In spite of the heat, we were able to make good progress today. Mostly I worked on the roof of the 460. On the east end, where the hole was, the only remaining task was to paint the rebuilt drip rail black. It looks almost as good as new.
I say "we" because I had a new helper today. Don Bosan-Bruno is a recent recruit, but has long been a fan of the CA&E and has developed a website here with lots of history and information on the line. He wants to help out, so I put him to work repainting the floor of the #1 vestibule of the 36. Here he is wire-wheeling the metal flaps prior to painting with primer.
Don also helped me move the 460 a few feet so the platform could be moved around to the west end of the car. On this corner the canvas was in really bad shape, as you can see.
So I tacked down the loose edges and started caulking.
A few other small gaps in the canvas were also caulked.
It may not be pretty, but it looks better and should be watertight for a few years. There's no doubt that the 460 will require a complete roof job at some point. Some of this is due to the installation of the pantograph, but a lot of it is just deterioration of the canvas.
Finally, it looks like this, as seen from the platform of the North Western caboose. The 460 project is basically done for now, and my platform went back where it belongs, next to the 150.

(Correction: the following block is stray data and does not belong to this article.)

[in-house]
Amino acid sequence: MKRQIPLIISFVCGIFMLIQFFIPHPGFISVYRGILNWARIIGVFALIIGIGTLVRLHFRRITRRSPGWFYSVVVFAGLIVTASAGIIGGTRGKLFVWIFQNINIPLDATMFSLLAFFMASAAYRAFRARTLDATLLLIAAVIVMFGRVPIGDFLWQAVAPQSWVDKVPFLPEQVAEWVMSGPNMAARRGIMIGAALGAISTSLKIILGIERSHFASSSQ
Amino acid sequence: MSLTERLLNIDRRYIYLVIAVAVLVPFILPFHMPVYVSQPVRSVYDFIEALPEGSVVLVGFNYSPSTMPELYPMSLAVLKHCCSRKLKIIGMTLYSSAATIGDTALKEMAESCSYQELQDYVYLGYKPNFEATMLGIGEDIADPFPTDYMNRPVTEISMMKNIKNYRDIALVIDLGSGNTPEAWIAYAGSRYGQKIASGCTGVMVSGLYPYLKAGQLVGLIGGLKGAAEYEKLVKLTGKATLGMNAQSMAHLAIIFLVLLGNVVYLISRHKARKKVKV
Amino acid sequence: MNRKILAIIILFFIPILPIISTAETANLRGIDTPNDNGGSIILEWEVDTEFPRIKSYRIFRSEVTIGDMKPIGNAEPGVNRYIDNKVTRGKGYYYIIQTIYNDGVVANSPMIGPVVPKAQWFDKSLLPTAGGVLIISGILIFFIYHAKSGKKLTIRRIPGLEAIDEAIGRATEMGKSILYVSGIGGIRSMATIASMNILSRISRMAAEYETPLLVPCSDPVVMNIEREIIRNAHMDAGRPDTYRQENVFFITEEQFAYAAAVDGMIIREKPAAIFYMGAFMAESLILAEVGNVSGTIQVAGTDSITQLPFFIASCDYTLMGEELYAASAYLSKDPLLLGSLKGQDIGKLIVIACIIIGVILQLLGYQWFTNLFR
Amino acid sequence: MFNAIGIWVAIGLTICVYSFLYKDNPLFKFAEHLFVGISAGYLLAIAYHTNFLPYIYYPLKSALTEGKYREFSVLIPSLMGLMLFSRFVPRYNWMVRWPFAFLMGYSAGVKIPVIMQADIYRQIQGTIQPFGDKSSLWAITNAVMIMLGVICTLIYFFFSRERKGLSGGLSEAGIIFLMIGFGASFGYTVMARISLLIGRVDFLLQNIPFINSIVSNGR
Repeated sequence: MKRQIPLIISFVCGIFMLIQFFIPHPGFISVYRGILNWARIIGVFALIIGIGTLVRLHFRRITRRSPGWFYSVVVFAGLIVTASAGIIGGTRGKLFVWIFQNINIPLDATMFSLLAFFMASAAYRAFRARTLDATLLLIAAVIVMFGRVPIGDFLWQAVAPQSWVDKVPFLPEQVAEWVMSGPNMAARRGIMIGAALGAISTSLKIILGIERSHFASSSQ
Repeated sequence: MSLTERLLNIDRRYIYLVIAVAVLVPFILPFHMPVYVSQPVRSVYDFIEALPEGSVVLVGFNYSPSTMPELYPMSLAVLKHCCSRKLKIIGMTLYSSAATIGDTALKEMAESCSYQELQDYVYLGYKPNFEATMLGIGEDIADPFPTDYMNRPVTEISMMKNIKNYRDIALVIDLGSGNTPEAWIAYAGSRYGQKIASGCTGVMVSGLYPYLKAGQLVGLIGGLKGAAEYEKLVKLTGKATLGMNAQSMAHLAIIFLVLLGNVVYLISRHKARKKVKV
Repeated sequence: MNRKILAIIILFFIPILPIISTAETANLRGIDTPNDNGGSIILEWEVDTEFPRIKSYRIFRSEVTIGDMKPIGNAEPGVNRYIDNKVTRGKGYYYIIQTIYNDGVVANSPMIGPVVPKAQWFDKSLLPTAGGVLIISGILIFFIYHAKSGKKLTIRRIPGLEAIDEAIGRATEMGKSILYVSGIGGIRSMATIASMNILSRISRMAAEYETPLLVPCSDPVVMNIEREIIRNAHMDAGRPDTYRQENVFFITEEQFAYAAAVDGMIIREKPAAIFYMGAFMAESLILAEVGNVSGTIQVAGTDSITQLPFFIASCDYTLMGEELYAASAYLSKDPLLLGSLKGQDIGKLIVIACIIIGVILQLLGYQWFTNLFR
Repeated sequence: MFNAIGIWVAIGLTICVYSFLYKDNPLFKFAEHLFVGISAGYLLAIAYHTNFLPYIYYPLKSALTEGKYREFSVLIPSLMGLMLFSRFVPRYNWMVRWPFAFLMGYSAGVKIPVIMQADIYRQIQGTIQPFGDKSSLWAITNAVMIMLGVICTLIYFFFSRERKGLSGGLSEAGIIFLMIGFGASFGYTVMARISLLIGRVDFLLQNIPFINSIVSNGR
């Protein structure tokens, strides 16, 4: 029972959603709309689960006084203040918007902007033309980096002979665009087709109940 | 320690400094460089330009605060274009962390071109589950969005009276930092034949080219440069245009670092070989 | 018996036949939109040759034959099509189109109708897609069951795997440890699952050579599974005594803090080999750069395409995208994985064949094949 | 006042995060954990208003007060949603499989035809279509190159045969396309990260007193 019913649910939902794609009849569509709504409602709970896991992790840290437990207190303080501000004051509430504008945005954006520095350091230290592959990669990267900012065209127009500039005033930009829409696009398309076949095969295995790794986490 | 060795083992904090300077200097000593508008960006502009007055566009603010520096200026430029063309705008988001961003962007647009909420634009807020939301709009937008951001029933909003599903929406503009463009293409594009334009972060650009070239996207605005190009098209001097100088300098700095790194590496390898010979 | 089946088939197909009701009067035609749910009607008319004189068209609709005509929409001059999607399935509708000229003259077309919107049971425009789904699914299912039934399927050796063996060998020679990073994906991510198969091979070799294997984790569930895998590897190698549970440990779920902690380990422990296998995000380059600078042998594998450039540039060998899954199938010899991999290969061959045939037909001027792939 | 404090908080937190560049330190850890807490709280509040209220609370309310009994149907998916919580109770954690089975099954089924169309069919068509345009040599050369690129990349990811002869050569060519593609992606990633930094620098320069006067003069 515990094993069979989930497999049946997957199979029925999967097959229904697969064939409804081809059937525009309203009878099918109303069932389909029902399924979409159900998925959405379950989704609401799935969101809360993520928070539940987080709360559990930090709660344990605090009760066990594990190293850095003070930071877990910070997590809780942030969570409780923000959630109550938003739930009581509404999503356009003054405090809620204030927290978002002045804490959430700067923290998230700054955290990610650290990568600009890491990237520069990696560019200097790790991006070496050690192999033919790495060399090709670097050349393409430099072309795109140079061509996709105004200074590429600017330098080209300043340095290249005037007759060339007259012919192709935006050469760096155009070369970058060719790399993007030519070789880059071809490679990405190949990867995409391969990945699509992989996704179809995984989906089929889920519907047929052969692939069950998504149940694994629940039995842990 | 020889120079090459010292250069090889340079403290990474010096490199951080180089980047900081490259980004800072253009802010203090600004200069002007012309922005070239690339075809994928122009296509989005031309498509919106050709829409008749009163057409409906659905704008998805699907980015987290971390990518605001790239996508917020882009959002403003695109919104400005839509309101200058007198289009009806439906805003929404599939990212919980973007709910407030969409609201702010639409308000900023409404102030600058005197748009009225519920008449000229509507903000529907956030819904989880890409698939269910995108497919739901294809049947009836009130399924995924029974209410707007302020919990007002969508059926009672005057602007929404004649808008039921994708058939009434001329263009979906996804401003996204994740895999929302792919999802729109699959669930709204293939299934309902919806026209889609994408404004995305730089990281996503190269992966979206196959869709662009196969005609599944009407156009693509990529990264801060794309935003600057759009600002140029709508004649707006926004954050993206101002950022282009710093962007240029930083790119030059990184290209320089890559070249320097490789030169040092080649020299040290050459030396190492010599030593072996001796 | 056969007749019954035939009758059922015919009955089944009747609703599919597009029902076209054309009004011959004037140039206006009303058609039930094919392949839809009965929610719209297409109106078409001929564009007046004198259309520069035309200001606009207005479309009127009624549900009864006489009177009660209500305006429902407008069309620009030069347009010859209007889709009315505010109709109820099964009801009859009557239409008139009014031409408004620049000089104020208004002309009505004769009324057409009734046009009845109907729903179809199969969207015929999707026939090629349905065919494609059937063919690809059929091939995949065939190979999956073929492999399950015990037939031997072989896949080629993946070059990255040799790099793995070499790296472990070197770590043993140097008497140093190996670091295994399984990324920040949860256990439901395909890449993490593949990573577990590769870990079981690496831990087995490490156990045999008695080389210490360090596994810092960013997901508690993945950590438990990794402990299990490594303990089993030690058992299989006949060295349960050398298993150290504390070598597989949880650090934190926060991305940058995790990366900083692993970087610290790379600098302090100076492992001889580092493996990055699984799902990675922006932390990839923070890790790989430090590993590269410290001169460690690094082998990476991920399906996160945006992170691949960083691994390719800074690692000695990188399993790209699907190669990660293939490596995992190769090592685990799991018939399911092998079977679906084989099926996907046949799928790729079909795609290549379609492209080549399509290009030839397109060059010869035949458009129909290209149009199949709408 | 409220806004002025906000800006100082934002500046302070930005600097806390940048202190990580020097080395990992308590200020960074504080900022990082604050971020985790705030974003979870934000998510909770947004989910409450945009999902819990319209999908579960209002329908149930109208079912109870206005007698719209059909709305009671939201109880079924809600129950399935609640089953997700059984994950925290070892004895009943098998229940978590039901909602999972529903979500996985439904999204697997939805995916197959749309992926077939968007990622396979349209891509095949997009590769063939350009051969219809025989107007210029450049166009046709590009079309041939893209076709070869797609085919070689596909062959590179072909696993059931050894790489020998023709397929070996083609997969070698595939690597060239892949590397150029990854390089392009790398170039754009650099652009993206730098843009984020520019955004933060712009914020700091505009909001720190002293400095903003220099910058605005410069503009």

Meanwhile, Don was hard at work on the floor of the vestibule. The fan helps a lot.
I thought the floor would be a good place to start practicing your painting technique.
Meanwhile, Kirk Warner dropped by during a visit from Florida. He started working on the Russell plow when it first arrived, so he is glad to see the Freight Dept. did such a fine job of finishing the restoration and putting it on display. Here he is (L) with a friend of his.
And by the end of the day, Don's floor looks like this. Thanks!
We also walked over to look at the 321 and a few other things.
Finally, I hope you will agree that this site could always use more fine art. And thanks to a recent visit to the Driehaus Museum of Stained Glass on Navy Pier, let's celebrate electrification!